Sachin supports switch-hitting

Updated: 08 November 2009 15:31 IST

Indian batting maestro Sachin Tendulkar has come out in support of switch-htting technique that has divided the cricket pundits in separate camps.

Sachin supports switch-hitting

New Delhi:

Indian batting maestro Sachin Tendulkar has come out in support of switch-htting technique that has divided the cricket pundits in separate camps.

He believes Kevin Pietersen's controversial switch-hitting technique should not be banned, instead cricket's laws needed clarifying.

England batsmen Pietersen sparked a debate last month when, before the bowler reached his delivery stride, he switched to a left-hander's grip and stance and twice hit New Zealand's Scott Styris for six in a One-Day International.

The Marylebone Cricket Club (MCC), custodians of the game's laws, quickly convened to discuss the tactic and announced that the innovation conformed to the existing rules.

Tendulkar, however, feels the approach needs more thought.

"I think they will have to look at it far more closely than has been done; it changes the laws," he told Reuters on Sunday.

"It's about lbw decisions, how are you going to decide which is off stump and which is leg?

"My opinion is that when a right-handed batsman takes his guard it doesn't matter which shot he plays, he's a right hander and the field can be set accordingly.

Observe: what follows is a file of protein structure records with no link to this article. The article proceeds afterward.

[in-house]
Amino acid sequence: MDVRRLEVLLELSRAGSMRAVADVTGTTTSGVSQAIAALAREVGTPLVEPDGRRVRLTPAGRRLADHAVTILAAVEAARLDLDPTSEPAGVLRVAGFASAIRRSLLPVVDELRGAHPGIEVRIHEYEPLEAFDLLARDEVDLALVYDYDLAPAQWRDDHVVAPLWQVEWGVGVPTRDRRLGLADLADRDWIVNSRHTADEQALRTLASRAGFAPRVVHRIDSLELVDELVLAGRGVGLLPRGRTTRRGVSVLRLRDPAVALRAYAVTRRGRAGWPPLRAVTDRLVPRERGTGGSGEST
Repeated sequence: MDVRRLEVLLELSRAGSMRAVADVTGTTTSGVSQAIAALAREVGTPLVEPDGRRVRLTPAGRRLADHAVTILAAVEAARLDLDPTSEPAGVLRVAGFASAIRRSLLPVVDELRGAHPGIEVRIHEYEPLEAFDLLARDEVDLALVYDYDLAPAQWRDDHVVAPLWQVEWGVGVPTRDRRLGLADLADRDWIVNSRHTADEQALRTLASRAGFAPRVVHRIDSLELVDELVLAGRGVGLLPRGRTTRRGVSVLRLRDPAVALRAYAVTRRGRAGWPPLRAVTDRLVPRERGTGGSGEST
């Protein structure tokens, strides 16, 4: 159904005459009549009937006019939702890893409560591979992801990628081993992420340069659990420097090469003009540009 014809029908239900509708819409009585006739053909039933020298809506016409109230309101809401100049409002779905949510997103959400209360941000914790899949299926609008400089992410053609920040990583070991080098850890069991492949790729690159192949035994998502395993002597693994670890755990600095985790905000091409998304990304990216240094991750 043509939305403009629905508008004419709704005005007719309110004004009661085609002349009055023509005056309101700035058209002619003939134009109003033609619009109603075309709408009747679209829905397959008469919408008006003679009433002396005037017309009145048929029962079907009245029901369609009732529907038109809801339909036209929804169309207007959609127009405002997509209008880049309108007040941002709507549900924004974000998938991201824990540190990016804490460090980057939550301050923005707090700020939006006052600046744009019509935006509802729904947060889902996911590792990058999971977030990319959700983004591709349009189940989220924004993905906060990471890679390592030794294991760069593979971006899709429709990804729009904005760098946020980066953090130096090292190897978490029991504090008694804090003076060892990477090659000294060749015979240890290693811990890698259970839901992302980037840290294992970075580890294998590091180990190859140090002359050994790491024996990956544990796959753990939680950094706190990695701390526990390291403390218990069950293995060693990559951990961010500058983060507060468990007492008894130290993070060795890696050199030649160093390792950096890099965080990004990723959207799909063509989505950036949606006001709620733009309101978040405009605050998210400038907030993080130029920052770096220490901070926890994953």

"The moment a right-handed batsman becomes a left hander and changes his grip, changes his stance, then if you've got three slips you have three leg slips -- and it's a no ball.

"It's far more complicated than it appears, the best option is probably to stick to if he's a right hander, it doesn't matter where the ball pitches, the off stump will always be off stump."

Tendulkar, an all-time great of the Test game and the most successful One-Day International batsman with more than 16,000 runs to his name, is not against progress, however.

He has embraced Twenty20 cricket, though injury restricted his appearances in the Indian Premier League, and says the constantly evolving challenge between bat and ball will always throw up such advances.

"These are the natural changes and innovations of the game," he said. "Close to 10 years ago, when (former Zimbabwe batsman) Andy Flower started playing reverse sweep I said that in the next five years this would become a common shot. Now many batsmen play it and in time more innovations will come from batsmen and bowlers."



Topics : Cricket Sachin Tendulkar
Related Articles
PCB Not to Follow PHF, Won't Boycott Cricket Ties With India
PCB Not to Follow PHF, Won't Boycott Cricket Ties With India
Credit to BCCI For Encouraging Cricket in Country: Sachin Tendulkar
Credit to BCCI For Encouraging Cricket in Country: Sachin Tendulkar
Sachin Tendulkar Bats For Two Balls, Two Pitches in Single Match
Sachin Tendulkar Bats For Two Balls, Two Pitches in Single Match
Show Comments
Advertisement